Kinsey Collection at the Houston Museum of African-American Culture
August 2- October 26, 2014
by Garry Reece
Street Scene, Tangier, 1913
The acknowledgement from the security system greeted me as I walked into HMAAC. Yet the first introductions of this exhibition came from the tintypes lining the walls in the gift shop. This was about business. Practiced and measure exercises in emancipation on display. Here were new citizens of the republic, proud of their tenuous stations, aware from whence they had come and ever prayerful for something better. Very obvious they had much to prove, aware of the crucibles that were to follow. Not a smile found in the whole lot. Not one.
The Kinsey Collection on view at HMAAC, we are told, “is a place where art and history intersect.” Honestly folks, more like a collision. Let’s face it, when you make an effort to connect scholarship to tangible artifacts that question somebody else’s view of what has been and quite possibly what will be, you are going to run into problems. Neither paternalism nor top logs give up their privileged vistas without a fight. With the 50th anniversary of the passage of the Civil Rights Bill as a launching point, the Kinsey Collection’s primary focus centers on the psychological impact and educational opportunities that an interdisciplinary presentation of artifacts, artwork, documents and memorabilia can have on a community.
Goree Island Rock, Gift of Ed Dwight to Bernard and Shirley Kinsey
There is a surreal looking slate gray colored rock dotted with star like markings from Gorée Island, a small islet off the coat of Senegal. A minor seaport, it became famous for La Maison des Esclaves (The Slave House) constructed by French creoles in 1786. The former slave house still stands, transformed now into a museum. Rather ironic, the old women’s prison in Huntsville was named Gorée (I’m going to leave that alone). There are baptism and wedding facsimiles dating from the late 1590’s that speak of the African’s presence in the New World early on. And if there are gaps in your embrace of how immersed the entire country was in slavery, a census from New York state 1801, announces the indictment in solicitous and yet bottom line terms. Remember that of the slaves counted, only 60% of their actual being was acknowledged, the other 40% was stockpiled, God knows where. Imagine this as a fun exercise to teach the kiddos about fractions and the 3/5 Compromise.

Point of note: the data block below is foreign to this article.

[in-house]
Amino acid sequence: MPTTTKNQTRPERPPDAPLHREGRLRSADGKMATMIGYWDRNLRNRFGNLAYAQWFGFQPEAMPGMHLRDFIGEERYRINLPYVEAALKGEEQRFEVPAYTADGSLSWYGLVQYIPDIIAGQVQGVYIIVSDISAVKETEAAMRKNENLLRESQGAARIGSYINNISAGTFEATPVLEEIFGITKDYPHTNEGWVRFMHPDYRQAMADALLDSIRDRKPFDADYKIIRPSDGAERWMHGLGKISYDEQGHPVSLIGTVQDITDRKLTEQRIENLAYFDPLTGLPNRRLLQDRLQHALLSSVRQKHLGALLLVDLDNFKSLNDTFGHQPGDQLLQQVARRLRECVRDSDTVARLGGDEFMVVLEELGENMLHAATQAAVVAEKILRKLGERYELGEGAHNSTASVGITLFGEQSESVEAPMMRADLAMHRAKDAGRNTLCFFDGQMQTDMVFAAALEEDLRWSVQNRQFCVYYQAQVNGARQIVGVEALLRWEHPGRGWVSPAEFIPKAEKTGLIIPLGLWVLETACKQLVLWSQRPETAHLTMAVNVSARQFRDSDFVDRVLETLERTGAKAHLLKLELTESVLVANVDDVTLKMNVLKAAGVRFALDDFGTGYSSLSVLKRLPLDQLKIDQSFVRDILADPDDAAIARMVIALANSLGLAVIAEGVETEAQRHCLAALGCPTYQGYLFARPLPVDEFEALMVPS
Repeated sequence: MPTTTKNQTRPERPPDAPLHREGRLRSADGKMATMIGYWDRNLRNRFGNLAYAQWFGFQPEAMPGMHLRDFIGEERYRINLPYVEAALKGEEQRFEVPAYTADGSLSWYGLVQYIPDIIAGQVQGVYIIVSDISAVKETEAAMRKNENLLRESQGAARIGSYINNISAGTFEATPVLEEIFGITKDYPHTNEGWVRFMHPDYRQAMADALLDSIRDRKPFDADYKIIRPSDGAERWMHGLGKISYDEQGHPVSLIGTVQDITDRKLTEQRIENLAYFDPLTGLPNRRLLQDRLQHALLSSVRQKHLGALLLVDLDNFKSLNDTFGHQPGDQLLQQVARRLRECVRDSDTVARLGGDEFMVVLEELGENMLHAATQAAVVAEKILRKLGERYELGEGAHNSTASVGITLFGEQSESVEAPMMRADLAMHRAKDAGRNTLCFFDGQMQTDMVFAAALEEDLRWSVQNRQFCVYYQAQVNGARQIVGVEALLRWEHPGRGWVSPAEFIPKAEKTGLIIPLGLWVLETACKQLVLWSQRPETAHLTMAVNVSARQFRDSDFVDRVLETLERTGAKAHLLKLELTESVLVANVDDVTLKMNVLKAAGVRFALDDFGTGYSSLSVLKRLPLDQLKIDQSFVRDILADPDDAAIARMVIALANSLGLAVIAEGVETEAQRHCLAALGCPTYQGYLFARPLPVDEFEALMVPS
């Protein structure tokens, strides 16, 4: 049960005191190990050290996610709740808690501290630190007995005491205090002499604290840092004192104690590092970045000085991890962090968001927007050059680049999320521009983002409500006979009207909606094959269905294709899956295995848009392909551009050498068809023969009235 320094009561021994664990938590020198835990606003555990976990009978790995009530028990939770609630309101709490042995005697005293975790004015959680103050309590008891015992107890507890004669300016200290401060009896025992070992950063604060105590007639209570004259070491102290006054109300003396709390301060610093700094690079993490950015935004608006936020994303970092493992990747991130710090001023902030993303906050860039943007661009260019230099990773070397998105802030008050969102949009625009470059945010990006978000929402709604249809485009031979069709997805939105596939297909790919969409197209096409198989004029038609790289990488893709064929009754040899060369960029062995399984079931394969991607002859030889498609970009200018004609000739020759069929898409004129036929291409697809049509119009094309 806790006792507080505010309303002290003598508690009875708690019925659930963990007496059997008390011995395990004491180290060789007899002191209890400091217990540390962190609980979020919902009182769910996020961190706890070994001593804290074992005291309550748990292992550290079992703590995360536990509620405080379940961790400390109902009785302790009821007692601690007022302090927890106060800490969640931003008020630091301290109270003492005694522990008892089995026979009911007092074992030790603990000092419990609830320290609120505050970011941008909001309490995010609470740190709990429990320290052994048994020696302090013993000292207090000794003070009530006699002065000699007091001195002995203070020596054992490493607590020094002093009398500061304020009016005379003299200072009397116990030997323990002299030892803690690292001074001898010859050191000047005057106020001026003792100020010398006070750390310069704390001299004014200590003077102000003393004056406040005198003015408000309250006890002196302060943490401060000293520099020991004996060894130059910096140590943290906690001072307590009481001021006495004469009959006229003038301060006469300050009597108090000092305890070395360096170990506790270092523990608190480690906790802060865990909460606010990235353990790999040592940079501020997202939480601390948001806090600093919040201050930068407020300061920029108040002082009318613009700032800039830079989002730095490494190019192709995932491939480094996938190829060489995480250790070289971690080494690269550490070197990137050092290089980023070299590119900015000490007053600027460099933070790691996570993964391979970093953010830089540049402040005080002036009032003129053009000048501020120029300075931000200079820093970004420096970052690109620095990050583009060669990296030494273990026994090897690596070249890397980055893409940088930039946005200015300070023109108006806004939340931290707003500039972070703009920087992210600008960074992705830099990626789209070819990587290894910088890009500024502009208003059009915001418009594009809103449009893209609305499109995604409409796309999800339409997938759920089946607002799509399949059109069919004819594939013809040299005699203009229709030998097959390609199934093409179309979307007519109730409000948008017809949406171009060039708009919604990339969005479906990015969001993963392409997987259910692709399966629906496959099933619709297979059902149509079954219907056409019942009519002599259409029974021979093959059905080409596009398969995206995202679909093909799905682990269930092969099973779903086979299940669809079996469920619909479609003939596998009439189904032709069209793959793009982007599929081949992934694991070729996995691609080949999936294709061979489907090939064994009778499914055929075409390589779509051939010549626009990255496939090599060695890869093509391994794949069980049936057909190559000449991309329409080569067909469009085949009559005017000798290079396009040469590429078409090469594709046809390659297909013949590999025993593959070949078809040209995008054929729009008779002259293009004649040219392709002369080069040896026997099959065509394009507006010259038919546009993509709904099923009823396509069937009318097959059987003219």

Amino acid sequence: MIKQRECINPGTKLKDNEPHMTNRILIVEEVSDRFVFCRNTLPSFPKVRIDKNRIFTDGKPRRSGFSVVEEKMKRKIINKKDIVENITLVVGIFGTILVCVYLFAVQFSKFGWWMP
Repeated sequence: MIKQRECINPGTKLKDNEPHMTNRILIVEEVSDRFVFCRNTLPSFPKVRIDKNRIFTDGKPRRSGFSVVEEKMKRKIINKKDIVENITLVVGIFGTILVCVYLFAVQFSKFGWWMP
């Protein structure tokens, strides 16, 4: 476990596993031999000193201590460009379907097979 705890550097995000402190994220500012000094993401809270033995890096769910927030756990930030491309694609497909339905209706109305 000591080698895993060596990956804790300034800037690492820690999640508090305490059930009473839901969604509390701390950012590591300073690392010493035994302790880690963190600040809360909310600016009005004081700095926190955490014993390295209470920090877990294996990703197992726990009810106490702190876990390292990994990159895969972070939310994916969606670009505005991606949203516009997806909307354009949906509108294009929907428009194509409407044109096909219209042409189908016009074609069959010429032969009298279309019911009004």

There is a mundane copy of the Dred Scott Decision. As you might remember, the concurring opinion handed down by the bench (there were two dissenting opinions) concluded that because Scott was a slave and not a citizen, he had no right to sue for his freedom. Chief Justice Roger B. Taney conveyed the sentiment that the framers of the Constitution believed that blacks “had no rights which the white man was bound to respect; and that the Negro might justly and lawfully be reduced to slavery for his benefit. He was bought and sold and treated as an ordinary article of merchandise and traffic, whenever profit could be made of it.” So you see Oprah is wrong, terribly wrong, for she has repeatedly dubbed Trayvon as “our Emmitt Till”. He was simply the latest organic rendering of Dred.